2017 Grant Award: Tessa Sontheimer

A mind that is stretched by a new experience can never go back to its old dimensions.

- Oliver Wendell Holmes, Jr.

Humanitarian Engineering and Social Entrepreneurship (HESE) is a program that seeks to immerse students from diverse academic backgrounds into developing contexts and allow them an opportunity to create ventures that seek to great solutions to complex and pressing problems. I had the opportunity to travel with HESE May 9-30th to Arusha, Tanzania.

I am part of the Quick Bricks Team, and the issue we were tasked to address was lack of affordable housing. This issue straddles the intersection of affordable housing, population growth, and unsustainable building materials, presenting itself as a wicked problem in need of complex solutions. My team included a PhD architecture student, two international affairs Master’s students, and four undergraduates ranging from civil engineering to community development.

The goals of our fieldwork were two pronged. First, we sought to gain experience with the soil and earth of Arusha through the creation of an earthen oven and stove. These structures allowed us to gain experience working with masons, gain social capital, experience a construction site in the context of our venture, and validate hypothesis about heat transfer. Second, we wanted to gather data on the production of fired earth bricks, which we did by interviewing masons. We set a quota of five interviews and asked questions about each step of the manufacturing process as well as about the costs, marketability of selling, and knowledge of masons. Through our interviews and eventually the publication we will craft from the data we gathered, we will make a contribution to the empirical understanding of the fired brick manufacturing process in Tanzania.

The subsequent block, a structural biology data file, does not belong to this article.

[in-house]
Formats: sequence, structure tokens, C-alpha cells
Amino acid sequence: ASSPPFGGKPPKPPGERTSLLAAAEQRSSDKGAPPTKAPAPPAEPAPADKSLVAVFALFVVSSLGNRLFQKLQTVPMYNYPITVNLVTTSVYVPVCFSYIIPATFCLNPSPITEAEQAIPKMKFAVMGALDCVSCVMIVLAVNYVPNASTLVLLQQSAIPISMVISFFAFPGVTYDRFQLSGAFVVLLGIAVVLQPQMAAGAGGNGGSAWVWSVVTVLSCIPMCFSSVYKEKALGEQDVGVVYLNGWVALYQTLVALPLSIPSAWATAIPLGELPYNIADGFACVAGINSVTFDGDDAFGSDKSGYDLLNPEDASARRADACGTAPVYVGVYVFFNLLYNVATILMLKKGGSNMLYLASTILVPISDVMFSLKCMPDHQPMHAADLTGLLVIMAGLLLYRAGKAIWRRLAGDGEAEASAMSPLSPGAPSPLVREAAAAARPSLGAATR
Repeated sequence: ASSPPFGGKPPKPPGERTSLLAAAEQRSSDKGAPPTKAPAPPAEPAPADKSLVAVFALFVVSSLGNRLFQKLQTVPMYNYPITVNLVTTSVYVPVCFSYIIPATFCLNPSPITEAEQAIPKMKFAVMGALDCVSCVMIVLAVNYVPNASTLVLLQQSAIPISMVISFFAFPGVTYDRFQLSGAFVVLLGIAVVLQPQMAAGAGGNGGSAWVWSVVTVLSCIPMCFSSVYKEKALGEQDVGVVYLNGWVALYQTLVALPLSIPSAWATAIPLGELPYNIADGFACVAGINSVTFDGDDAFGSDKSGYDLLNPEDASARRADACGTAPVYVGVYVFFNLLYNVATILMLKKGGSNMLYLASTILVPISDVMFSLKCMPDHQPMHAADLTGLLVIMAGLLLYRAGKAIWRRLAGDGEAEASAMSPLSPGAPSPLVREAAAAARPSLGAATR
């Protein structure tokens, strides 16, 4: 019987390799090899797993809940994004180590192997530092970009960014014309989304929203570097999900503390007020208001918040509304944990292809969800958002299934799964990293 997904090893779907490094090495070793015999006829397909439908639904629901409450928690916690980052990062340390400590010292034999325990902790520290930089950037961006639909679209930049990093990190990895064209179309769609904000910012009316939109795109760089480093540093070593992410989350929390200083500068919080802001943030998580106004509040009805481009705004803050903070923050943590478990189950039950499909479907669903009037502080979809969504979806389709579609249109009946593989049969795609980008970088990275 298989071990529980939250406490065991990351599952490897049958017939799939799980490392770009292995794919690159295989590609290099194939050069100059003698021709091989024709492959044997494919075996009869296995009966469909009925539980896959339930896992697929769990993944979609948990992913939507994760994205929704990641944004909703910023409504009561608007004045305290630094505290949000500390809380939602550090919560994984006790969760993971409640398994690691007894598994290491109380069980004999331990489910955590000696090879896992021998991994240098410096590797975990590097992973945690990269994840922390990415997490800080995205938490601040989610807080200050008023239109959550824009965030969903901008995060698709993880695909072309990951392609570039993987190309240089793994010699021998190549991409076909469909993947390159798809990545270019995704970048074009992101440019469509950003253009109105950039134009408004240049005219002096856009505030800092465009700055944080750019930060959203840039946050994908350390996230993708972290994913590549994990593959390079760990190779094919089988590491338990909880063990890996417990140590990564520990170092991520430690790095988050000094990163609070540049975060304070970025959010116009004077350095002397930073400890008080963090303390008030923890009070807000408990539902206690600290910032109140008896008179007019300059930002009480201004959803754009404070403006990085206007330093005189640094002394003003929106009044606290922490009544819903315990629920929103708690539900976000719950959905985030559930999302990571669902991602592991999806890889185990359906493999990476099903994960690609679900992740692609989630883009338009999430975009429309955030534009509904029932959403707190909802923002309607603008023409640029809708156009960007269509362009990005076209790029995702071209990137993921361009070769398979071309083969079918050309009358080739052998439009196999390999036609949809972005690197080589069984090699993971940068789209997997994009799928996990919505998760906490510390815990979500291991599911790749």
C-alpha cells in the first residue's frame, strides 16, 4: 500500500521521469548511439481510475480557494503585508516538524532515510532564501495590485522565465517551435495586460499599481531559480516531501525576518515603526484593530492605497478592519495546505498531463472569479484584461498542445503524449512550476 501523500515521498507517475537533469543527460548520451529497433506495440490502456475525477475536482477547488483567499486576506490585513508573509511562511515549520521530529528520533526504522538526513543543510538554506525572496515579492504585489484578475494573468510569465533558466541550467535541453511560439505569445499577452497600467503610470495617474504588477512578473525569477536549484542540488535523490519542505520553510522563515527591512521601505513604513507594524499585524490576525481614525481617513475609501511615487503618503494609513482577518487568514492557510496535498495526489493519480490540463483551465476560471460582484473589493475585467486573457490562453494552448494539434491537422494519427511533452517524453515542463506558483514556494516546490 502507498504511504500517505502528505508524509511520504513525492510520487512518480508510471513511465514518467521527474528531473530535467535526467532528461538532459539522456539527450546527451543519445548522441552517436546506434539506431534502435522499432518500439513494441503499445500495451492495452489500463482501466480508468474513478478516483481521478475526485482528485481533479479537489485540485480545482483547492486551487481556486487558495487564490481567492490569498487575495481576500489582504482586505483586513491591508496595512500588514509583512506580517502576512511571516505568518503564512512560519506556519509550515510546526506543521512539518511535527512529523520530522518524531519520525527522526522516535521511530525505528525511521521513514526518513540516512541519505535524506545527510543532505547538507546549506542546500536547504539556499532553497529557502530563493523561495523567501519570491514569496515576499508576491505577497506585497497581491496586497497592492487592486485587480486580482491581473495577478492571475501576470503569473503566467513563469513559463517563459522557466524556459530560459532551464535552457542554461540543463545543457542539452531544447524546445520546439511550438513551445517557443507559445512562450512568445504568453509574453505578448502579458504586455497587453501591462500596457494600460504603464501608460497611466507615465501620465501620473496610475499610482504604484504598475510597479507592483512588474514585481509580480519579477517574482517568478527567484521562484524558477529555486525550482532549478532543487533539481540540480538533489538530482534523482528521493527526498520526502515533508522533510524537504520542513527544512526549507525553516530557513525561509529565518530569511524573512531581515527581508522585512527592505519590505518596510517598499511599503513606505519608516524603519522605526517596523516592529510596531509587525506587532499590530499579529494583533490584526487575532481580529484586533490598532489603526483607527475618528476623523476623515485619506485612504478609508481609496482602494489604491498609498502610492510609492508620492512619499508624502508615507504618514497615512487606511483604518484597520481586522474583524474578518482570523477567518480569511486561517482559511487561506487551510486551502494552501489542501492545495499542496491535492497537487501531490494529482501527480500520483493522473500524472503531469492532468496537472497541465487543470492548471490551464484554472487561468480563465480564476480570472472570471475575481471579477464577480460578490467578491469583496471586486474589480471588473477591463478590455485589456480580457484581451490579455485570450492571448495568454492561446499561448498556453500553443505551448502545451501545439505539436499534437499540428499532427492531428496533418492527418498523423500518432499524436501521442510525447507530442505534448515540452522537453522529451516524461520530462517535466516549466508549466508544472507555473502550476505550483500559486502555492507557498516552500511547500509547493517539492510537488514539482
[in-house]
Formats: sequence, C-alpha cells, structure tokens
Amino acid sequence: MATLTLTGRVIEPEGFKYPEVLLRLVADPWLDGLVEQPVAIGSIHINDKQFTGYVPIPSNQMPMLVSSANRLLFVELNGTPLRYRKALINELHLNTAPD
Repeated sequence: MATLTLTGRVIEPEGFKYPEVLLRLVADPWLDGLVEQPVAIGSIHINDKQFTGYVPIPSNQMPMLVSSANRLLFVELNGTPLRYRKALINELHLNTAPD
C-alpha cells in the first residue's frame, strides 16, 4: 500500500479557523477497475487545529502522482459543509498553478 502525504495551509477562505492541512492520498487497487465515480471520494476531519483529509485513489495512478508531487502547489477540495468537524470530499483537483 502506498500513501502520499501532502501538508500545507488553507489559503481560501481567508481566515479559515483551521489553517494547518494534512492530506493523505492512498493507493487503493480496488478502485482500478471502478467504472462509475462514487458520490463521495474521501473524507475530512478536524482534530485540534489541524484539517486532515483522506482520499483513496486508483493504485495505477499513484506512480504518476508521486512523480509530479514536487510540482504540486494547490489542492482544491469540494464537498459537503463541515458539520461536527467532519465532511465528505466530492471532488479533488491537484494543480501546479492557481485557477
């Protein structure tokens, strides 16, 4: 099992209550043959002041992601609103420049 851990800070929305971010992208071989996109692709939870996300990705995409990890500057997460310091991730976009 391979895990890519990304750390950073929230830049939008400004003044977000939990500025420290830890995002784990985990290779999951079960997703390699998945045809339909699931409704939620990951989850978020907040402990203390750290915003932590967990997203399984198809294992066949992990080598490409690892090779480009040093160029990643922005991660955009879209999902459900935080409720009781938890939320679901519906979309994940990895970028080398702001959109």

The learning and insights gained during our fieldwork experience stemmed far beyond the expected insights of our project. By having the opportunity as an undergraduate to develop and implement parts of a project in a very different context taught me about the universal challenges of working in a different context, particularly a resource scarce and differing language one. I also experienced a lot of personal growth during my fieldwork experience, likely due to this being one of my longest stays in a culture different from my own. Recognizing the privileges and expectations one carries when entering a new context is essential to doing good work. Checking the expectations of the Tanzanians we were working with, as well as our own, was a nearly constant concern because no one wants to over promise or disappoint stakeholders and collaborators.

Being aware of expectations, as well as tokenism is essential to ensure all those involved are able to meet at the same place in the process. Also ensuring that the groundwork is laid and all collaborators are aware of outcomes and responsibilities before the process stats is incredibly important. One of the most central things I learned is the value of relationships, throughout all of the experiences and challenges on the trip this was a pillar. Ensuring that you have people on your team and behind you that are beyond capable and well connected is essential to getting any work done.